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Getting Medieval With You!
Black Death (DVD)
Member Name: Mauri
Black Death (DVD)
Advantages: Good performances and story, Cleverly shot.
Disadvantages: Plot structure, a little too pnderous and bleak at times
Witch hunts are commonplace as ordinary people look for someone to blame for all the death and suffering that they cannot explain with their limited view of the world. In a outlying corner of this dying land word reaches the local bishop of a small isolated village that has not suffered from the black death, furthermore there are stories of dark magic and the dead being brought back to life. If the stories are true then a necromancer is at work and has to be found and brought forth to face God's justice. A group of mercenaries led by the Bishop's envoy Ulric (Sean Bean) a battle hardened Knight, is tasked with journeying into the treacherous isolated marshlands to discover the truth about the strange village. Their guide for this perilous journey is a young monk, Osmund (Eddie Redmayne) a novice from the local abbey who knows the area well from his childhood. However Osmund has another secret motive for taking the journey. Many of you will recognise Eddie Redmayne from his recent starring role in the TV mini-series adaptation of Ken Follett's 'Pillars of the Earth', where he played a similar character.
What will the group find in the village? Are dark forces at work there? What terrible secrets will they uncover?
As you'd expect from a film about such a troubled historical period this is quite a dark story, not many laughs to be had! Like the sombre, murky lighting that seems to constantly pervade almost every scene the tone of the story is suitably threatening and bleak. Although not directly comparable think of the 'The Village' and to a lesser extent the 'Wicker Man' and you get a feel of the strange oppressing atmosphere of the film.
The group that Ulric is leading are all hardened fighters, ex soldiers, some out to make some money others believing they are doing God's will at the point of a sword. These were violent times and not long on their journey into the dark forest leading to the marshlands our group of mercenaries need to show off their fighting skills in order to survive and complete their mission.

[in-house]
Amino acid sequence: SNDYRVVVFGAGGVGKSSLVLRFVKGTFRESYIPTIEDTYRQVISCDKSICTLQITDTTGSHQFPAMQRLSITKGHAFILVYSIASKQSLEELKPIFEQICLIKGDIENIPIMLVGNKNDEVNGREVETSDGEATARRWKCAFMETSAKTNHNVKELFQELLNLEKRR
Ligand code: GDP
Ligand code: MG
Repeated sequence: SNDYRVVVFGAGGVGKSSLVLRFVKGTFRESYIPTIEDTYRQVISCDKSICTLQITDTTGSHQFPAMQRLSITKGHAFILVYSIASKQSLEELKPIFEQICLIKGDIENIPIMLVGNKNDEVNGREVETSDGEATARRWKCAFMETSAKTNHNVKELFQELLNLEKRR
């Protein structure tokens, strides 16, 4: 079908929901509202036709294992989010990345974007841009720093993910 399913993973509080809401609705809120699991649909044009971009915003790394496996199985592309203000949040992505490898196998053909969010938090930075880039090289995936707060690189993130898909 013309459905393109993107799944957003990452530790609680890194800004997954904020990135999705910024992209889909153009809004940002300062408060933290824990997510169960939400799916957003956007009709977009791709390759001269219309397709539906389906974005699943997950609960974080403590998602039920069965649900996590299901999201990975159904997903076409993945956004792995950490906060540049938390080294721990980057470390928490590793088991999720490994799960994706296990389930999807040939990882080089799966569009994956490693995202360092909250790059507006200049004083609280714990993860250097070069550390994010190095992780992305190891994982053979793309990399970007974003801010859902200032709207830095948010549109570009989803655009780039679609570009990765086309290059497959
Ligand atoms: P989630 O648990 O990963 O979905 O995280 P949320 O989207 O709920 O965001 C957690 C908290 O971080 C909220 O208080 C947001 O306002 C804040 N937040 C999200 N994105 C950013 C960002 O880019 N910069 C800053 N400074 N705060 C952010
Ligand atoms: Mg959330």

The film is cleverly shot and makes good use of the claustrophobic forest backdrops and the mist-clad marshland. Around every corner and behind every tree danger seems to lurk. The director Christopher Smith is a dab hand at creating ominous, disturbing films that keep audiences uncomfortably on edge of their seats. He was responsible for the clever low budget horror thriller 'Creep' (2004) and more recently the unexpectedly entertaining if rather ludicrous 'Triangle' (2009), so I thought I had a good deal to look forward to in this movie. Those expectations were partially met by 'Black Death', it does look good throughout the medieval world on show is looks authentic and believable. The film is filled with a high standard of performances and solid cameos by some very accomplished British character actors and yet despite all this something was missing. For the more bloodthirsty amongst you there is enough blood and gore to keep most medieval fans happy and whilst it never quite descends into pure horror there are some genuinely creepy moments.
Sean Bean is at his brooding best and 'buckles his swash' or 'swashes his buckle' with the best of them, stabbing, dismembering and decapitating his fair share of foes along the way. Maybe not quite as alluring for the female viewers in this one but medieval muck and sweat will do that to you ...but then again I'm not the best judge!
Good solid performances are also on view by John Lynch playing the religiously motivated ex soldier Wolfstan and an unexpected serious big screen outing for Tim McInnerny still best known for playing Percy/ Captain Darling in the classic Blackadder series. It's also good to see that David Warner a veteran of horror and fantasy over the years still has great screen presence even in a shortish cameo role. Male viewers (and possibly other genders for that matter) are suitably catered for by the presence of Carice van Houten as Langiva the beautiful and mysterious woman they meet at the end of their journey.